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East Texas law enforcement hold panel to discuss change, handling of police encounters

"We have combined over 200 years of experience," organizer LaRhonda Hamilton said.

TYLER, Texas — On the same day the trial of Derek Chauvin, the former police officer charged with killing George Floyd last summer, began, law enforcement in Smith County decided to come together and plan for change. 

Smith County Commissioner JoAnn Hampton led the discussion hosted by the National Association of Blacks in Criminal Justice (NABCJ). Ten criminal justice professionals gathered to discuss the civil unrest brewing all over the nation and even right here in Tyler.

“We have over 200 years of experience on this panel tonight," Hampton said.

Panel member Pastor Ralph Caraway understands for many, when dealing with the police, they fear for their lives.

“If I do what you ask me to do, am I still going to die?," asked Caraway.

The panel offered advice starting with what to do if you find yourself involved in a traffic stop.

“Have your driver’s license and don’t go scrambling through your glove compartment," retired detective Reggie Conley said. 

Conley says if you feel you’re being mistreated, take a breath and think.

 “Whether you agree with the stop or not, I would encourage people to not hold court on the side of the road," Conley said. "There's always gonna be a complaint process.”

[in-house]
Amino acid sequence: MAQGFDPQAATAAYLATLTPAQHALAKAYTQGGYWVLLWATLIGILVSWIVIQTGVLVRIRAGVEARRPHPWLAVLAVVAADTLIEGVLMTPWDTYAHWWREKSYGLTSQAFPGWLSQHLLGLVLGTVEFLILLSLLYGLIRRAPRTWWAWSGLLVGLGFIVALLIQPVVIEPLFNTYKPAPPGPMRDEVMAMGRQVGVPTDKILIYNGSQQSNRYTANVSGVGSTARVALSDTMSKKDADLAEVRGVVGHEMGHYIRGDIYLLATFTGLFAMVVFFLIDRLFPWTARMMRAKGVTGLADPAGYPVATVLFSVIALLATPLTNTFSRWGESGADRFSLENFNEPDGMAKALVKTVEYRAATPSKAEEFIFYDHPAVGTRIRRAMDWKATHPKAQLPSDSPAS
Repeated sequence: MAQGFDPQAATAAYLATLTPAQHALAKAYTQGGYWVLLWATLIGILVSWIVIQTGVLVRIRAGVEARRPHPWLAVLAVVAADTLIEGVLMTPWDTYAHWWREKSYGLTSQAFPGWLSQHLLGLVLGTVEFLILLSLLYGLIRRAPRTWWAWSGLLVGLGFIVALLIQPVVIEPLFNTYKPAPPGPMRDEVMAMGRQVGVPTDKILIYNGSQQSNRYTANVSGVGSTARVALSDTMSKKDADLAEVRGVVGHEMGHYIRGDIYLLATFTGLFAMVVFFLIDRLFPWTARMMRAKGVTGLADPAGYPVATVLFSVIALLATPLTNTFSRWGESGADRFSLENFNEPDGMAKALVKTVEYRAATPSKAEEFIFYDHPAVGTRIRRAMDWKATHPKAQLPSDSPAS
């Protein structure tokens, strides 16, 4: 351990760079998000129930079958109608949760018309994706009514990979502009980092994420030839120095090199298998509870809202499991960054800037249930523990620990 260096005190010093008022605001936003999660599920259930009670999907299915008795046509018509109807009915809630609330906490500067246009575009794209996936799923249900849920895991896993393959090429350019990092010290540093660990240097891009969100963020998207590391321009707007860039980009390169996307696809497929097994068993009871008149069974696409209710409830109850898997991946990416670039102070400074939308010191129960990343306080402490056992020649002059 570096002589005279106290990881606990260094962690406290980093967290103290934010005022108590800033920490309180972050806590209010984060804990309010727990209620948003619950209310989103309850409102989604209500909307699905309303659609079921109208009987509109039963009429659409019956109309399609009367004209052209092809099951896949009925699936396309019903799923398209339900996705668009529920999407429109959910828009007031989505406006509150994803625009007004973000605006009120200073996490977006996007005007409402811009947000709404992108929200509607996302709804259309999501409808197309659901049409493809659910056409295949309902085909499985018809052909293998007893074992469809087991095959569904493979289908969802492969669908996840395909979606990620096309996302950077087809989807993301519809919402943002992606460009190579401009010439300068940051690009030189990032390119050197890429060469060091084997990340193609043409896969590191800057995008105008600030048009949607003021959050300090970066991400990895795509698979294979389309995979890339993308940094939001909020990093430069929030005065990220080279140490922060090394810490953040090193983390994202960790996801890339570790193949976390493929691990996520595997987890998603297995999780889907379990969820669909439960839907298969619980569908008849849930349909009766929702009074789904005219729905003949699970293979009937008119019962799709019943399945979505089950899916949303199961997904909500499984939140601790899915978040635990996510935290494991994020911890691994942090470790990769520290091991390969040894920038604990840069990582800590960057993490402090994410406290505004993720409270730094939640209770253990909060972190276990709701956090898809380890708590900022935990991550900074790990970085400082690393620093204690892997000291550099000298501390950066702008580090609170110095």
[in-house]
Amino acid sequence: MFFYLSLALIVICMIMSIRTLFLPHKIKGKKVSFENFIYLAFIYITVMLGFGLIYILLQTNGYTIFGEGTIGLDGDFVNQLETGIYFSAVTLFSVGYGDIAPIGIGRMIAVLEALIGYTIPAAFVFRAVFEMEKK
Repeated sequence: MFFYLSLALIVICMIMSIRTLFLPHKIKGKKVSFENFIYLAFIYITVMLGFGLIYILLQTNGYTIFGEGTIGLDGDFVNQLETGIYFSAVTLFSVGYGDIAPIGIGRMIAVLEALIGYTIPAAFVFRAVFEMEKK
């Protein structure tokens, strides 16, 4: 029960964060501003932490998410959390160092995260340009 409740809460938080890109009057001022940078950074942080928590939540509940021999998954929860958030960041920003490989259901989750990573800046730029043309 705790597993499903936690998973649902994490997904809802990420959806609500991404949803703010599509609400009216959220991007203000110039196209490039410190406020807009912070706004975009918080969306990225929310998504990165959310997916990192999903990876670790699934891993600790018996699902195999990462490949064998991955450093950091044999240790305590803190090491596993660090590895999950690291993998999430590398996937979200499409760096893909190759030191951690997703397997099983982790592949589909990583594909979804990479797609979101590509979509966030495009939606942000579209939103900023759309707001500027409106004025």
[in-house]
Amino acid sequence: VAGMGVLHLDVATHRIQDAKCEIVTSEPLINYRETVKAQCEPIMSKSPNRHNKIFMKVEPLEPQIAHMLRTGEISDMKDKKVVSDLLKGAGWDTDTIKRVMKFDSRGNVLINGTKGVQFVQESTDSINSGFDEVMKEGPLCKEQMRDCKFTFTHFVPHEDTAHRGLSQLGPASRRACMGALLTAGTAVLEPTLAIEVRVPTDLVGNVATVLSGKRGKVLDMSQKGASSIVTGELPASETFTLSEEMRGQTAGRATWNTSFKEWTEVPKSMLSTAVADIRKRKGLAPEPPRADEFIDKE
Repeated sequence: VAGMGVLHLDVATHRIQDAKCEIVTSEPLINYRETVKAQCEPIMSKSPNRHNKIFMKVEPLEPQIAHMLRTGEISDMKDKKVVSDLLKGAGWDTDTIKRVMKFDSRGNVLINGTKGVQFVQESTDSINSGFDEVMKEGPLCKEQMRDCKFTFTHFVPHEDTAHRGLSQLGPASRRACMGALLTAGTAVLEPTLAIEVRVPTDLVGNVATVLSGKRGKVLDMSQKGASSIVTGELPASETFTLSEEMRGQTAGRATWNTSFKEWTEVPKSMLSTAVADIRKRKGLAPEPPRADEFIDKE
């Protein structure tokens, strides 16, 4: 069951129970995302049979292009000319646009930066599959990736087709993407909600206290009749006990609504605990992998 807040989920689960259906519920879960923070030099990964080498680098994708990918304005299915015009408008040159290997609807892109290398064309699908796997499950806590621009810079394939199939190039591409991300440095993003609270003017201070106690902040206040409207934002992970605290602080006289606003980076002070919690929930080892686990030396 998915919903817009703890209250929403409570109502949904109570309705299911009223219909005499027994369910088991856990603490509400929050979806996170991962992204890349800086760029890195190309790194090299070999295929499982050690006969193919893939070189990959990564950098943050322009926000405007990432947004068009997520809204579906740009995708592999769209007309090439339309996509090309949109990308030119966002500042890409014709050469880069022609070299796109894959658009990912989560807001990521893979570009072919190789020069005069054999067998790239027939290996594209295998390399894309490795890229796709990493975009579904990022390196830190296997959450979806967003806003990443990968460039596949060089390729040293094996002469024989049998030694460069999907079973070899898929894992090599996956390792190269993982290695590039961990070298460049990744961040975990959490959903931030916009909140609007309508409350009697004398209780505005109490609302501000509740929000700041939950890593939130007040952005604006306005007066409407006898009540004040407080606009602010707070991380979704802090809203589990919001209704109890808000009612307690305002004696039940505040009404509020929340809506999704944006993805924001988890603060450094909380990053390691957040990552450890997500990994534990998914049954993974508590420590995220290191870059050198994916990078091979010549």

East Texas NABCJ President LaRhonda Hamilton agreed. 

“We always say, 'comply now, complain later'," she said.

Sometimes, these precautions aren't enough. Countless Black men and women have lost their lives to police brutality.

Retired Smith County Sheriff's Office Chief Deputy Gary Pinkerton says he leaves no room for corrupt police in Smith County.

“I've actually arrested officers who work for me when I saw they violated the law," Pinkerton said. "And if we see something happen and we don't act on it we’re just as bad as they are."

The panel advised if you get stopped and have a concealed weapon in your car, let the officer know immediately.

"Make it as simple as possible," Former Precinct 1 Constable Bobby Garmon, said. "When it's nighttime, turn the lights on inside your car so [the officer] can see. Let down your back window. These are things that will help make this traffic stop a little bit more easy."

"If I'm asked to exit my car and I'm told, 'I smell an odor please step out the car,' do I have a right to refuse that?," asked Hampton.

 "If it's an odor of marijuana so to say, you don't, because that's a prerequisite," said Conley. "If we smell marijuana, we think there is illegal contraband in that vehicle so we can ask you to step out that vehicle to try and locate that contraband."

The panel cautioned the public against taking legal advice from social media. Not only can this advice be incorrect, but it could also be from a different state with different laws that wouldn’t apply to you. 

RELATED: Derek Chauvin trial: Witness testimony to resume Tuesday with professional fighter

RELATED: Texas DPS trooper shot during traffic stop on life-support, DPS says


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